Artist takes $20 bill design into his own hands with Harriet Tubman decorative stamp
Supporters of an Obama-era plan to put abolitionist Harriet Tubman on the $20 bill were disappointed last week by news that the Treasury Department has delayed the bill’s redesign.
But artist Dano Wall decided not to wait for the Trump administration to honor the Underground Railroad hero. He has created a stamp that can be used to superimpose Tubman’s image over President Andrew Jackson’s portrait.
Wall created the stamp in 2017 with the intent of getting Tubman on the bill as soon as possible. In February of that year, he gave about 100 stamps to his friends before opening an Etsy shop to sustain the costs.
But the stamp has soared in popularity in the last week after Treasury Secretary Steven Mnuchin said Wednesday during a House Financial Services Committee meeting that he hasn’t made any decisions about the redesigning the bill. Mnuchin told the committee that decisions about the imagery on the $20 “will not be an issue that comes up until most likely 2026.”
Mnuchin’s predecessor, Treasury Secretary Jack Lew, announced in 2016 that the US would swap out Jackson, the slave-owning president whose legacy is synonymous with the Trail of Tears, with Tubman. Under Lew’s plan, Tubman — an escaped slave who would be the first black woman featured on official US currency — would be on the face of the bill and Jackson moved from the front of the $20 to its back.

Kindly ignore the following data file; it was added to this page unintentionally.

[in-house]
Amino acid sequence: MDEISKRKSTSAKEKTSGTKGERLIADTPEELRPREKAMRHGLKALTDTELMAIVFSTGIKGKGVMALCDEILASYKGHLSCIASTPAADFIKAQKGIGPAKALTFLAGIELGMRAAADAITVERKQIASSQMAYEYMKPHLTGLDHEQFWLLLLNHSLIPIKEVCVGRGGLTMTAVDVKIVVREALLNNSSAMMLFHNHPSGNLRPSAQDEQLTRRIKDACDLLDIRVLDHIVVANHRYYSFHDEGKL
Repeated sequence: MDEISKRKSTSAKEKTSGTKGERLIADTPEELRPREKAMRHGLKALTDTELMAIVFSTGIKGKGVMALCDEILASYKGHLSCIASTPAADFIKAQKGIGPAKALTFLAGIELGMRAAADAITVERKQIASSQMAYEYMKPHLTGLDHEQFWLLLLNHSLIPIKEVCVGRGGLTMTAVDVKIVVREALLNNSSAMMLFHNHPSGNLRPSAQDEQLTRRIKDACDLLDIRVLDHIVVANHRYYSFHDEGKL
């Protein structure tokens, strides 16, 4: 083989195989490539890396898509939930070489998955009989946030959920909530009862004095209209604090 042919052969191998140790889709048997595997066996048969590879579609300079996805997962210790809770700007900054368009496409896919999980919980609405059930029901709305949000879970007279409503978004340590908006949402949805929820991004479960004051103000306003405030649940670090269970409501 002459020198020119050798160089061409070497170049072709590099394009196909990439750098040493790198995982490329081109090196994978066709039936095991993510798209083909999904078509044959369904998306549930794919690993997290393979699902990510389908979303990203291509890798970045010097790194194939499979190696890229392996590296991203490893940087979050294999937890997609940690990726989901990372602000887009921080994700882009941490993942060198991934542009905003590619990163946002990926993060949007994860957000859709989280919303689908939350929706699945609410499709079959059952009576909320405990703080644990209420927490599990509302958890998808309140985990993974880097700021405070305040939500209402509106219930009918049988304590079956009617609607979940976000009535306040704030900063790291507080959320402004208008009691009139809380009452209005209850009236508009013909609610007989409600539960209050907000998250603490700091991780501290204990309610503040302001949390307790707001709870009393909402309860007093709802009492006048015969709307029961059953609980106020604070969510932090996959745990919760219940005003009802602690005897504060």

President Donald Trump previously slammed the move as “pure political correctness.” And his administration has delayed plans to move forward with the redesign.
“My goal when I started making Tubman stamps was to get 5,000 made and into people’s hands, as this seemed at the start like a goal of sufficient ambition as to put it almost out of reach, but not quite,” Wall said. “I now have over 6,000 people who’ve signed up to be notified when more stamps go into stock, so I will likely eventually pass that goal.”
Wall has had more than 600 sales on Etsy, often with more than one stamp in each sale. He is currently out of stock but his instructions on how to make your own stamp have been downloaded more than 5,000 times. Two “stamping stations” in New York City are listed on his website.
A video on the Tubman stamp website shows the stamped bills being accepted into a variety of different vending machines.
“I never thought it would take off in the way it has, but I’m very glad that so many people have responded to it with such passion,” Wall said.